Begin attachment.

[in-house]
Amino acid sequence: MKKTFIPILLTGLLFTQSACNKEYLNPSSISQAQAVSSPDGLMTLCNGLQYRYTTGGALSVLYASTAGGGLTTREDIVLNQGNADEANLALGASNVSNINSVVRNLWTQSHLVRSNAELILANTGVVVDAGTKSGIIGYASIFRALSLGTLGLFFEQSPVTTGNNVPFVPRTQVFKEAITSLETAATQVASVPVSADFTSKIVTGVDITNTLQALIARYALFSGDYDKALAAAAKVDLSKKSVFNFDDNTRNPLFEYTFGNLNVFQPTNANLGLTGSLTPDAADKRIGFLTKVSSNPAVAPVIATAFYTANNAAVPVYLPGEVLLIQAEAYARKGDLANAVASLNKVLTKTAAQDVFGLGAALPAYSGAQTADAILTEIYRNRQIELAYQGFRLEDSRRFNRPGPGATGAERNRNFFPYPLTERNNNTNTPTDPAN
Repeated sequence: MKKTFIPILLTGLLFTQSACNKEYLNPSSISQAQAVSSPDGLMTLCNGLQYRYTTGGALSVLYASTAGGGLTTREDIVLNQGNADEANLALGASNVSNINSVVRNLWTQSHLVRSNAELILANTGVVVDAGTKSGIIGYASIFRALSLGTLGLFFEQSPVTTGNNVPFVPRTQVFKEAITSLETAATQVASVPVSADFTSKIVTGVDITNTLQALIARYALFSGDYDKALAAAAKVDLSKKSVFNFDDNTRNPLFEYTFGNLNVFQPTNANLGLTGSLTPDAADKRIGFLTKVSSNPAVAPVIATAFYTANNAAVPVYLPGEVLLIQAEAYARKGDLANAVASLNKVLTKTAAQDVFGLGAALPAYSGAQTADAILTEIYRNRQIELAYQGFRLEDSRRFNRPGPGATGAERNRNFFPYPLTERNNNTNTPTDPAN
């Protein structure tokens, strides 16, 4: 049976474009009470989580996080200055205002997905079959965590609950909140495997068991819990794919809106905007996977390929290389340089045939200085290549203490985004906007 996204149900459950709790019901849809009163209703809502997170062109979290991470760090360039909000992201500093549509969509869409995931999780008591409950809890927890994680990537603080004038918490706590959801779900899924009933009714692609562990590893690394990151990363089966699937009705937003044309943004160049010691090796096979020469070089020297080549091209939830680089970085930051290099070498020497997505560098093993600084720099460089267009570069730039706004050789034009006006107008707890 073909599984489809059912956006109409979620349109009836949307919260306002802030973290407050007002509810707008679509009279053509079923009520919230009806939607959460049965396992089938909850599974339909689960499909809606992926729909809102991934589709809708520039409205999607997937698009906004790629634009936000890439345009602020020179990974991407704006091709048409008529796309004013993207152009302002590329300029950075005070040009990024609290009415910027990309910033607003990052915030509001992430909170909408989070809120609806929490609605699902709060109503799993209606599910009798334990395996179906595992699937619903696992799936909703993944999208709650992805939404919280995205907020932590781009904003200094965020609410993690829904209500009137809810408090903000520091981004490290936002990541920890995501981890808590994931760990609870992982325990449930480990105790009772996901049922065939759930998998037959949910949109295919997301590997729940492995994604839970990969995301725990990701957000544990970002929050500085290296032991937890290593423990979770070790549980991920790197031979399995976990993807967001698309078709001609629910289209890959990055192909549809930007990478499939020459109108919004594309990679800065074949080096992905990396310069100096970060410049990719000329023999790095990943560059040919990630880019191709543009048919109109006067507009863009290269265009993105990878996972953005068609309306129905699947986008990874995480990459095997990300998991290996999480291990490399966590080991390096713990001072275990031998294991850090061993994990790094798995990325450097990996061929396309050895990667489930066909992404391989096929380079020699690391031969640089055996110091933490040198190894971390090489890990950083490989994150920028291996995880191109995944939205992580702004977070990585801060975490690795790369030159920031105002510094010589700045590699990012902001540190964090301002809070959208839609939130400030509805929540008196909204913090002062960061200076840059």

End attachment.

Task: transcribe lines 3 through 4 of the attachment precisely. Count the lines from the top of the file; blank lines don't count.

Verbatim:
Repeated sequence: MKKTFIPILLTGLLFTQSACNKEYLNPSSISQAQAVSSPDGLMTLCNGLQYRYTTGGALSVLYASTAGGGLTTREDIVLNQGNADEANLALGASNVSNINSVVRNLWTQSHLVRSNAELILANTGVVVDAGTKSGIIGYASIFRALSLGTLGLFFEQSPVTTGNNVPFVPRTQVFKEAITSLETAATQVASVPVSADFTSKIVTGVDITNTLQALIARYALFSGDYDKALAAAAKVDLSKKSVFNFDDNTRNPLFEYTFGNLNVFQPTNANLGLTGSLTPDAADKRIGFLTKVSSNPAVAPVIATAFYTANNAAVPVYLPGEVLLIQAEAYARKGDLANAVASLNKVLTKTAAQDVFGLGAALPAYSGAQTADAILTEIYRNRQIELAYQGFRLEDSRRFNRPGPGATGAERNRNFFPYPLTERNNNTNTPTDPAN
């Protein structure tokens, strides 16, 4: 049976474009009470989580996080200055205002997905079959965590609950909140495997068991819990794919809106905007996977390929290389340089045939200085290549203490985004906007 996204149900459950709790019901849809009163209703809502997170062109979290991470760090360039909000992201500093549509969509869409995931999780008591409950809890927890994680990537603080004038918490706590959801779900899924009933009714692609562990590893690394990151990363089966699937009705937003044309943004160049010691090796096979020469070089020297080549091209939830680089970085930051290099070498020497997505560098093993600084720099460089267009570069730039706004050789034009006006107008707890 073909599984489809059912956006109409979620349109009836949307919260306002802030973290407050007002509810707008679509009279053509079923009520919230009806939607959460049965396992089938909850599974339909689960499909809606992926729909809102991934589709809708520039409205999607997937698009906004790629634009936000890439345009602020020179990974991407704006091709048409008529796309004013993207152009302002590329300029950075005070040009990024609290009415910027990309910033607003990052915030509001992430909170909408989070809120609806929490609605699902709060109503799993209606599910009798334990395996179906595992699937619903696992799936909703993944999208709650992805939404919280995205907020932590781009904003200094965020609410993690829904209500009137809810408090903000520091981004490290936002990541920890995501981890808590994931760990609870992982325990449930480990105790009772996901049922065939759930998998037959949910949109295919997301590997729940492995994604839970990969995301725990990701957000544990970002929050500085290296032991937890290593423990979770070790549980991920790197031979399995976990993807967001698309078709001609629910289209890959990055192909549809930007990478499939020459109108919004594309990679800065074949080096992905990396310069100096970060410049990719000329023999790095990943560059040919990630880019191709543009048919109109006067507009863009290269265009993105990878996972953005068609309306129905699947986008990874995480990459095997990300998991290996999480291990490399966590080991390096713990001072275990031998294991850090061993994990790094798995990325450097990996061929396309050895990667489930066909992404391989096929380079020699690391031969640089055996110091933490040198190894971390090489890990950083490989994150920028291996995880191109995944939205992580702004977070990585801060975490690795790369030159920031105002510094010589700045590699990012902001540190964090301002809070959208839609939130400030509805929540008196909204913090002062960061200076840059």